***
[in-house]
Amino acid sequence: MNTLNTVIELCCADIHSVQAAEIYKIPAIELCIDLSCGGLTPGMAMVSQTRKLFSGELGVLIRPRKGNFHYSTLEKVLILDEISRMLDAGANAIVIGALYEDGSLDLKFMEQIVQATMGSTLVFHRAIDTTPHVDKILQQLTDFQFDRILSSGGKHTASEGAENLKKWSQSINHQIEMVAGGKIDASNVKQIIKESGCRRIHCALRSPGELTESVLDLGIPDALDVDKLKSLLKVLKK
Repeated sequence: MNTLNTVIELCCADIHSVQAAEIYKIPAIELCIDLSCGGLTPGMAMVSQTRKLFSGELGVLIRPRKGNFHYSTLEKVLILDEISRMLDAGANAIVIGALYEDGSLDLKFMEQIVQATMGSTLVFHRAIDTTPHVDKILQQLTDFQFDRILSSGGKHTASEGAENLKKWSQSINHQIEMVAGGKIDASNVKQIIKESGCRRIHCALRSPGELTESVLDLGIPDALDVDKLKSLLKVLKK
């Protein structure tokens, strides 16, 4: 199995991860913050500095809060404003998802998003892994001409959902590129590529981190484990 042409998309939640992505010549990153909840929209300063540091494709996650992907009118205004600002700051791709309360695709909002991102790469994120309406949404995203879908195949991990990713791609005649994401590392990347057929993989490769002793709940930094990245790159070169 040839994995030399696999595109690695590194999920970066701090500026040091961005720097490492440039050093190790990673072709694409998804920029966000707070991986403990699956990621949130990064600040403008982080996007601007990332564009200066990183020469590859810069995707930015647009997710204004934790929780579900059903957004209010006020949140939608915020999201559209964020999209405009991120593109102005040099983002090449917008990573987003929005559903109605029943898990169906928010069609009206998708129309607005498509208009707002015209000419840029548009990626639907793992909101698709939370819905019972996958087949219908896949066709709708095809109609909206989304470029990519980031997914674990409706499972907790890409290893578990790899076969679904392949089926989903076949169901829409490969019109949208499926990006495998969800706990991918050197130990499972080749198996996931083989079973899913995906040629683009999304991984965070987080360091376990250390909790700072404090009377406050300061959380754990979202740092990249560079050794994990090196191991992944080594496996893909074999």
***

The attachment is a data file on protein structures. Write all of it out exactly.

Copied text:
[in-house]
Amino acid sequence: MNTLNTVIELCCADIHSVQAAEIYKIPAIELCIDLSCGGLTPGMAMVSQTRKLFSGELGVLIRPRKGNFHYSTLEKVLILDEISRMLDAGANAIVIGALYEDGSLDLKFMEQIVQATMGSTLVFHRAIDTTPHVDKILQQLTDFQFDRILSSGGKHTASEGAENLKKWSQSINHQIEMVAGGKIDASNVKQIIKESGCRRIHCALRSPGELTESVLDLGIPDALDVDKLKSLLKVLKK
Repeated sequence: MNTLNTVIELCCADIHSVQAAEIYKIPAIELCIDLSCGGLTPGMAMVSQTRKLFSGELGVLIRPRKGNFHYSTLEKVLILDEISRMLDAGANAIVIGALYEDGSLDLKFMEQIVQATMGSTLVFHRAIDTTPHVDKILQQLTDFQFDRILSSGGKHTASEGAENLKKWSQSINHQIEMVAGGKIDASNVKQIIKESGCRRIHCALRSPGELTESVLDLGIPDALDVDKLKSLLKVLKK
């Protein structure tokens, strides 16, 4: 199995991860913050500095809060404003998802998003892994001409959902590129590529981190484990 042409998309939640992505010549990153909840929209300063540091494709996650992907009118205004600002700051791709309360695709909002991102790469994120309406949404995203879908195949991990990713791609005649994401590392990347057929993989490769002793709940930094990245790159070169 040839994995030399696999595109690695590194999920970066701090500026040091961005720097490492440039050093190790990673072709694409998804920029966000707070991986403990699956990621949130990064600040403008982080996007601007990332564009200066990183020469590859810069995707930015647009997710204004934790929780579900059903957004209010006020949140939608915020999201559209964020999209405009991120593109102005040099983002090449917008990573987003929005559903109605029943898990169906928010069609009206998708129309607005498509208009707002015209000419840029548009990626639907793992909101698709939370819905019972996958087949219908896949066709709708095809109609909206989304470029990519980031997914674990409706499972907790890409290893578990790899076969679904392949089926989903076949169901829409490969019109949208499926990006495998969800706990991918050197130990499972080749198996996931083989079973899913995906040629683009999304991984965070987080360091376990250390909790700072404090009377406050300061959380754990979202740092990249560079050794994990090196191991992944080594496996893909074999």